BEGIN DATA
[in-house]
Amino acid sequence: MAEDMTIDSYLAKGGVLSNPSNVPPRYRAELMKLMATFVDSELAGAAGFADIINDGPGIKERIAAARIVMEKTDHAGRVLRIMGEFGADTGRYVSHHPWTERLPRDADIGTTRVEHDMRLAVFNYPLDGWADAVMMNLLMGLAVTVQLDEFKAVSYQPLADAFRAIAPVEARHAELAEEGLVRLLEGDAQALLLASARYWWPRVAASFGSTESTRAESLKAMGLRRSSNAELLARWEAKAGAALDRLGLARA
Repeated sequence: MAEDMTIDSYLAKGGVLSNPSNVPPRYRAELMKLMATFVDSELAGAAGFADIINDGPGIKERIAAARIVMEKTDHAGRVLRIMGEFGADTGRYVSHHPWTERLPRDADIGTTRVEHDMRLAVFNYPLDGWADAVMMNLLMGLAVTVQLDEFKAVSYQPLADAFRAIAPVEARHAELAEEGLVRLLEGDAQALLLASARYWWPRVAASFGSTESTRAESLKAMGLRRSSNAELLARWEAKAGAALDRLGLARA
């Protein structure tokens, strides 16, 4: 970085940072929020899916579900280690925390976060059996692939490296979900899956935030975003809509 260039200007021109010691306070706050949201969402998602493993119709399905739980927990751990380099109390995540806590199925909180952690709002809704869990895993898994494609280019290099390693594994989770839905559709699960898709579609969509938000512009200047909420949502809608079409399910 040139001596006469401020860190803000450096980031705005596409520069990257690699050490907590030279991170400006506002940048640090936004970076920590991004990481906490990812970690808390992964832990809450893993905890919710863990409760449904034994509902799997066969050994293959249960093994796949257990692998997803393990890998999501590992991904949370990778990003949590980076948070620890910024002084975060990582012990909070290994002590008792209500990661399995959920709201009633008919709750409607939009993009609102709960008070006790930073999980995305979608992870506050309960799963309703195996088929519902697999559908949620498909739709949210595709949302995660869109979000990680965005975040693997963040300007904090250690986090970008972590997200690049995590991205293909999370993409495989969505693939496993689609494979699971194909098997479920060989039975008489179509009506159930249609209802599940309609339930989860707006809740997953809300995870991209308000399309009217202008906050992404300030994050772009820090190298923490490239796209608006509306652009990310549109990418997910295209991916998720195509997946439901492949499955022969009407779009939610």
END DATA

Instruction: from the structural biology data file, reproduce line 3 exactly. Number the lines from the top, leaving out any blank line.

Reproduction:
Repeated sequence: MAEDMTIDSYLAKGGVLSNPSNVPPRYRAELMKLMATFVDSELAGAAGFADIINDGPGIKERIAAARIVMEKTDHAGRVLRIMGEFGADTGRYVSHHPWTERLPRDADIGTTRVEHDMRLAVFNYPLDGWADAVMMNLLMGLAVTVQLDEFKAVSYQPLADAFRAIAPVEARHAELAEEGLVRLLEGDAQALLLASARYWWPRVAASFGSTESTRAESLKAMGLRRSSNAELLARWEAKAGAALDRLGLARA